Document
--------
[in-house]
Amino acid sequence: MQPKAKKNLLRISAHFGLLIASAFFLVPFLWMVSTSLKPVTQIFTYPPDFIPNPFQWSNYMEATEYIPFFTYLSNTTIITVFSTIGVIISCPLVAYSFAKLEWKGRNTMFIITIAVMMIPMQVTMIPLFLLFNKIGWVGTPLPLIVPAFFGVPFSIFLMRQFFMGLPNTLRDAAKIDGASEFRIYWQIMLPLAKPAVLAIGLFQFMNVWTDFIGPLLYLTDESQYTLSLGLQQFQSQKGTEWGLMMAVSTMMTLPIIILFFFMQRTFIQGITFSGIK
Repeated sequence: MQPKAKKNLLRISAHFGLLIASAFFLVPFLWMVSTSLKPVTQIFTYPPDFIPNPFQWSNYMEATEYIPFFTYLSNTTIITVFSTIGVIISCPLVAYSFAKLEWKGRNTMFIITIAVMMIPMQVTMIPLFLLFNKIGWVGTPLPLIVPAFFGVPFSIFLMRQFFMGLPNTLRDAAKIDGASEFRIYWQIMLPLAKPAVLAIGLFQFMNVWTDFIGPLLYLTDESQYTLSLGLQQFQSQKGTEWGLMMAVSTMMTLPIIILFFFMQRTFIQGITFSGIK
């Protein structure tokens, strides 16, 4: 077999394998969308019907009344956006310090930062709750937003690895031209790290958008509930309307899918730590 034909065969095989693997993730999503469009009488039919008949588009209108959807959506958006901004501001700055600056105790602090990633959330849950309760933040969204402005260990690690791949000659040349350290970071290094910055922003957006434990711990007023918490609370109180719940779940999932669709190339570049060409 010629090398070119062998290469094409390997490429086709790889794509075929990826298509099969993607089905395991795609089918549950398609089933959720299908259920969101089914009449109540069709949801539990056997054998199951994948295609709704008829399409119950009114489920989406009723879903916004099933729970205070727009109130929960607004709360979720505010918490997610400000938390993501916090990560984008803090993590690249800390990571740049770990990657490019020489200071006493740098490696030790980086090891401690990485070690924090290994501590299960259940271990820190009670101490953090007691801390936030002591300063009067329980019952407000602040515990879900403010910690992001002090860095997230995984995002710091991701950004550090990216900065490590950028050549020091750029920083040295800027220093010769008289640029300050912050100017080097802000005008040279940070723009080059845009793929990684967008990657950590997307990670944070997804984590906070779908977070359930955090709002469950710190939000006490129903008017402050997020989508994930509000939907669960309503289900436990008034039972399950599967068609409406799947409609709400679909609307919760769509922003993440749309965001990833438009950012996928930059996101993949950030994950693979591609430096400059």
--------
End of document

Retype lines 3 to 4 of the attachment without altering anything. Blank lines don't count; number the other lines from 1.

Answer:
Repeated sequence: MQPKAKKNLLRISAHFGLLIASAFFLVPFLWMVSTSLKPVTQIFTYPPDFIPNPFQWSNYMEATEYIPFFTYLSNTTIITVFSTIGVIISCPLVAYSFAKLEWKGRNTMFIITIAVMMIPMQVTMIPLFLLFNKIGWVGTPLPLIVPAFFGVPFSIFLMRQFFMGLPNTLRDAAKIDGASEFRIYWQIMLPLAKPAVLAIGLFQFMNVWTDFIGPLLYLTDESQYTLSLGLQQFQSQKGTEWGLMMAVSTMMTLPIIILFFFMQRTFIQGITFSGIK
């Protein structure tokens, strides 16, 4: 077999394998969308019907009344956006310090930062709750937003690895031209790290958008509930309307899918730590 034909065969095989693997993730999503469009009488039919008949588009209108959807959506958006901004501001700055600056105790602090990633959330849950309760933040969204402005260990690690791949000659040349350290970071290094910055922003957006434990711990007023918490609370109180719940779940999932669709190339570049060409 010629090398070119062998290469094409390997490429086709790889794509075929990826298509099969993607089905395991795609089918549950398609089933959720299908259920969101089914009449109540069709949801539990056997054998199951994948295609709704008829399409119950009114489920989406009723879903916004099933729970205070727009109130929960607004709360979720505010918490997610400000938390993501916090990560984008803090993590690249800390990571740049770990990657490019020489200071006493740098490696030790980086090891401690990485070690924090290994501590299960259940271990820190009670101490953090007691801390936030002591300063009067329980019952407000602040515990879900403010910690992001002090860095997230995984995002710091991701950004550090990216900065490590950028050549020091750029920083040295800027220093010769008289640029300050912050100017080097802000005008040279940070723009080059845009793929990684967008990657950590997307990670944070997804984590906070779908977070359930955090709002469950710190939000006490129903008017402050997020989508994930509000939907669960309503289900436990008034039972399950599967068609409406799947409609709400679909609307919760769509922003993440749309965001990833438009950012996928930059996101993949950030994950693979591609430096400059």